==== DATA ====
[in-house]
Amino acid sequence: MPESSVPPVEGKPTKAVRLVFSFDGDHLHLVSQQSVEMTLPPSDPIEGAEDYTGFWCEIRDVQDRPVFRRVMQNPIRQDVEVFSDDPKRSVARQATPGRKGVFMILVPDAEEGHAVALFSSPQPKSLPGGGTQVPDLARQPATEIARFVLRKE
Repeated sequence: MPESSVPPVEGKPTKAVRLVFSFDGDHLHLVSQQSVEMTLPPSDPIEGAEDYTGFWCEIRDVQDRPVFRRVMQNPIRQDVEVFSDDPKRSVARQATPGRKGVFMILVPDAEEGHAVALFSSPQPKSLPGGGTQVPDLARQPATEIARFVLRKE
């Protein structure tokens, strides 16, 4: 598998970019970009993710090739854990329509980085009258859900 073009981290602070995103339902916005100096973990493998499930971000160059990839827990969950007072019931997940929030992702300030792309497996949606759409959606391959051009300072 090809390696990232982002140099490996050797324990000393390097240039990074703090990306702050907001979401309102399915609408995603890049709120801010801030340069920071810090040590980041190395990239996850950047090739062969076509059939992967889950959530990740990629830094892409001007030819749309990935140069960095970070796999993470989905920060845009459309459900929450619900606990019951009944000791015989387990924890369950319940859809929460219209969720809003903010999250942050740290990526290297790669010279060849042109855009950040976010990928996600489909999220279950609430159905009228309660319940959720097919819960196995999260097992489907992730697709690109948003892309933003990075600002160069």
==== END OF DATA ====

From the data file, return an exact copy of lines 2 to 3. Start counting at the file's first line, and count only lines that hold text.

Amino acid sequence: MPESSVPPVEGKPTKAVRLVFSFDGDHLHLVSQQSVEMTLPPSDPIEGAEDYTGFWCEIRDVQDRPVFRRVMQNPIRQDVEVFSDDPKRSVARQATPGRKGVFMILVPDAEEGHAVALFSSPQPKSLPGGGTQVPDLARQPATEIARFVLRKE
Repeated sequence: MPESSVPPVEGKPTKAVRLVFSFDGDHLHLVSQQSVEMTLPPSDPIEGAEDYTGFWCEIRDVQDRPVFRRVMQNPIRQDVEVFSDDPKRSVARQATPGRKGVFMILVPDAEEGHAVALFSSPQPKSLPGGGTQVPDLARQPATEIARFVLRKE